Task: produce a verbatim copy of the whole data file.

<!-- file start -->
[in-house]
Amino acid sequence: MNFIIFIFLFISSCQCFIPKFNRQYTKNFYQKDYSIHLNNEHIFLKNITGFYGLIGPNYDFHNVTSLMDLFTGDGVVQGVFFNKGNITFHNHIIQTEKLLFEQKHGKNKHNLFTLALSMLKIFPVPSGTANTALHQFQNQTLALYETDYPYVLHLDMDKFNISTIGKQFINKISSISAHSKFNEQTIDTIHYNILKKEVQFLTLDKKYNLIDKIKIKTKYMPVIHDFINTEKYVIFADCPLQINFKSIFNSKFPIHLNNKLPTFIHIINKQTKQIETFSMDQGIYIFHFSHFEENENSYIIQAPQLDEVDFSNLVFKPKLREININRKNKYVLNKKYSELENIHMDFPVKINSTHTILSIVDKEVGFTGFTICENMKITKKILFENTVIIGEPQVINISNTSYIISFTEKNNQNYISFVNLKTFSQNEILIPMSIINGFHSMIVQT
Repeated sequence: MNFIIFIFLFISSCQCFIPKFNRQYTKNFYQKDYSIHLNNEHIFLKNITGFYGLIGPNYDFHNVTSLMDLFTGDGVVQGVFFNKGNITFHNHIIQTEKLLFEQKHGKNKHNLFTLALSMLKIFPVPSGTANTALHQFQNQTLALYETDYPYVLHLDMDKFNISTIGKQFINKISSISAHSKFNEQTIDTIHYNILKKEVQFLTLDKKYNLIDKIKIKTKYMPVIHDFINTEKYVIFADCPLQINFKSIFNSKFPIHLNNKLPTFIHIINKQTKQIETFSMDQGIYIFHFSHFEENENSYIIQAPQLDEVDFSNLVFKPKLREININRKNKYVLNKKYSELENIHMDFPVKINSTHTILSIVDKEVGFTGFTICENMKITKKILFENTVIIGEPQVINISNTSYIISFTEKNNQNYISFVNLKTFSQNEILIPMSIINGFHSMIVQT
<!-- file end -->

[in-house]
Amino acid sequence: MNFIIFIFLFISSCQCFIPKFNRQYTKNFYQKDYSIHLNNEHIFLKNITGFYGLIGPNYDFHNVTSLMDLFTGDGVVQGVFFNKGNITFHNHIIQTEKLLFEQKHGKNKHNLFTLALSMLKIFPVPSGTANTALHQFQNQTLALYETDYPYVLHLDMDKFNISTIGKQFINKISSISAHSKFNEQTIDTIHYNILKKEVQFLTLDKKYNLIDKIKIKTKYMPVIHDFINTEKYVIFADCPLQINFKSIFNSKFPIHLNNKLPTFIHIINKQTKQIETFSMDQGIYIFHFSHFEENENSYIIQAPQLDEVDFSNLVFKPKLREININRKNKYVLNKKYSELENIHMDFPVKINSTHTILSIVDKEVGFTGFTICENMKITKKILFENTVIIGEPQVINISNTSYIISFTEKNNQNYISFVNLKTFSQNEILIPMSIINGFHSMIVQT
Repeated sequence: MNFIIFIFLFISSCQCFIPKFNRQYTKNFYQKDYSIHLNNEHIFLKNITGFYGLIGPNYDFHNVTSLMDLFTGDGVVQGVFFNKGNITFHNHIIQTEKLLFEQKHGKNKHNLFTLALSMLKIFPVPSGTANTALHQFQNQTLALYETDYPYVLHLDMDKFNISTIGKQFINKISSISAHSKFNEQTIDTIHYNILKKEVQFLTLDKKYNLIDKIKIKTKYMPVIHDFINTEKYVIFADCPLQINFKSIFNSKFPIHLNNKLPTFIHIINKQTKQIETFSMDQGIYIFHFSHFEENENSYIIQAPQLDEVDFSNLVFKPKLREININRKNKYVLNKKYSELENIHMDFPVKINSTHTILSIVDKEVGFTGFTICENMKITKKILFENTVIIGEPQVINISNTSYIISFTEKNNQNYISFVNLKTFSQNEILIPMSIINGFHSMIVQT